Most Doctors Prescribe More Opioid Painkillers Than Recommended by Government

    Almost all physicians who write prescriptions for opioid painkillers exceed the federally recommended three-day dosage limit, according to a survey by the National Safety Council.

    The survey found 99 percent of doctors exceed the three-day limit. Almost one-quarter of doctors prescribe opioids for a month, HealthDay reports.

    “Opioids do not kill pain. They kill people,” Dr. Donald Teater, a medical advisor at the National Safety Council said in a news release. “Doctors are well-intentioned and want to help their patients, but these findings are further proof that we need more education and training if we want to treat pain most effectively.”

    While almost 85 percent of doctors screen for signs of prior opioid painkiller abuse, only one-third asks about a family history of addiction, the survey found. When signs of abuse are uncovered, only 5 percent offer direct help and only 38 percent refer these patients for treatment elsewhere.

    The survey found 74 percent of doctors said they believe pain relief is best achieved through one of two opioids: morphine or oxycodone. The National Safety Council said over-the-counter pain relievers, such as ibuprofen and acetaminophen, are more effective in providing short-term pain relief.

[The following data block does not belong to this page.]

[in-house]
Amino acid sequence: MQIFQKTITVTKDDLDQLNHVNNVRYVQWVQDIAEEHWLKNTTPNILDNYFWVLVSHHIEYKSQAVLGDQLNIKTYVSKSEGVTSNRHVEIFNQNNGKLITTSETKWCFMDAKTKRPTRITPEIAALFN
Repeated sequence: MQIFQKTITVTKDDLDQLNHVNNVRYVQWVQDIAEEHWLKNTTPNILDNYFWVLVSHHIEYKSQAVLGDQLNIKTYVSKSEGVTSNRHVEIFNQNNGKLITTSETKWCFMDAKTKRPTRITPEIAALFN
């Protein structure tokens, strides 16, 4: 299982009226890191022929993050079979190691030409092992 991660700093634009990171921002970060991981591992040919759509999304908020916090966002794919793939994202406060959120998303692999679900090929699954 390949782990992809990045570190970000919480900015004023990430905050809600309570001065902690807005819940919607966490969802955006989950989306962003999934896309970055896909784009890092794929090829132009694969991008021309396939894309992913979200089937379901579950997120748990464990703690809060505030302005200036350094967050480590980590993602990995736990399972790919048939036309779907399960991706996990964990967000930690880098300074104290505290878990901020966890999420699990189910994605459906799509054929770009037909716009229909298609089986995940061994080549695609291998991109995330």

Earlier this month the Centers for Disease Control and Prevention (CDC) issued guidelines that recommend primary care providers avoid prescribing opioid painkillers for patients with chronic pain. The risks from opioids greatly outweigh the benefits for most people, the CDC says.

    Primary care providers write nearly half of all opioid prescriptions, according to the CDC. The new guidelines are designed for primary care doctors who treat adult patients for chronic pain in outpatient settings. They are not meant for guiding treatment of patients in active cancer treatment, palliative care, or end-of-life care, the agency said.

    Doctors who determine that opioid painkillers are needed should prescribe the lowest possible dose for the shortest amount of time, the guidelines state.


    March 2016